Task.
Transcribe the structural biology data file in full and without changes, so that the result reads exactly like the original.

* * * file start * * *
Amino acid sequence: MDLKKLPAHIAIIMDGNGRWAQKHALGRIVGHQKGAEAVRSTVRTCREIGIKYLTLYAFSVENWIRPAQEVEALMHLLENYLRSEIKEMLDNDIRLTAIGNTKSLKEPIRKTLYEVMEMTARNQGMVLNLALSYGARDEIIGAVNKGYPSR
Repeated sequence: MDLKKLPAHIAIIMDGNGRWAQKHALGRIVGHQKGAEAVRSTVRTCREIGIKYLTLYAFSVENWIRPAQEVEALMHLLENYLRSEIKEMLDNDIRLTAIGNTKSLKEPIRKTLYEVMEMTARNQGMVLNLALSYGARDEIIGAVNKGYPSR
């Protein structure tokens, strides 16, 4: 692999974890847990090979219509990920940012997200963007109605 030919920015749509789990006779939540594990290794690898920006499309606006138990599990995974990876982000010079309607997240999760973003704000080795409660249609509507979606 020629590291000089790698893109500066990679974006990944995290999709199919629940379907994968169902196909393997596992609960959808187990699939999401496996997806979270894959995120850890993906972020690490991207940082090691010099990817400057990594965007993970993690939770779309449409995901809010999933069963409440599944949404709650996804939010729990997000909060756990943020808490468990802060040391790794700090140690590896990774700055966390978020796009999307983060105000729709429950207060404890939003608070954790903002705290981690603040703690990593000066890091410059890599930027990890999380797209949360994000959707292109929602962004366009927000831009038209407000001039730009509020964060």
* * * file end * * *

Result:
Amino acid sequence: MDLKKLPAHIAIIMDGNGRWAQKHALGRIVGHQKGAEAVRSTVRTCREIGIKYLTLYAFSVENWIRPAQEVEALMHLLENYLRSEIKEMLDNDIRLTAIGNTKSLKEPIRKTLYEVMEMTARNQGMVLNLALSYGARDEIIGAVNKGYPSR
Repeated sequence: MDLKKLPAHIAIIMDGNGRWAQKHALGRIVGHQKGAEAVRSTVRTCREIGIKYLTLYAFSVENWIRPAQEVEALMHLLENYLRSEIKEMLDNDIRLTAIGNTKSLKEPIRKTLYEVMEMTARNQGMVLNLALSYGARDEIIGAVNKGYPSR
């Protein structure tokens, strides 16, 4: 692999974890847990090979219509990920940012997200963007109605 030919920015749509789990006779939540594990290794690898920006499309606006138990599990995974990876982000010079309607997240999760973003704000080795409660249609509507979606 020629590291000089790698893109500066990679974006990944995290999709199919629940379907994968169902196909393997596992609960959808187990699939999401496996997806979270894959995120850890993906972020690490991207940082090691010099990817400057990594965007993970993690939770779309449409995901809010999933069963409440599944949404709650996804939010729990997000909060756990943020808490468990802060040391790794700090140690590896990774700055966390978020796009999307983060105000729709429950207060404890939003608070954790903002705290981690603040703690990593000066890091410059890599930027990890999380797209949360994000959707292109929602962004366009927000831009038209407000001039730009509020964060």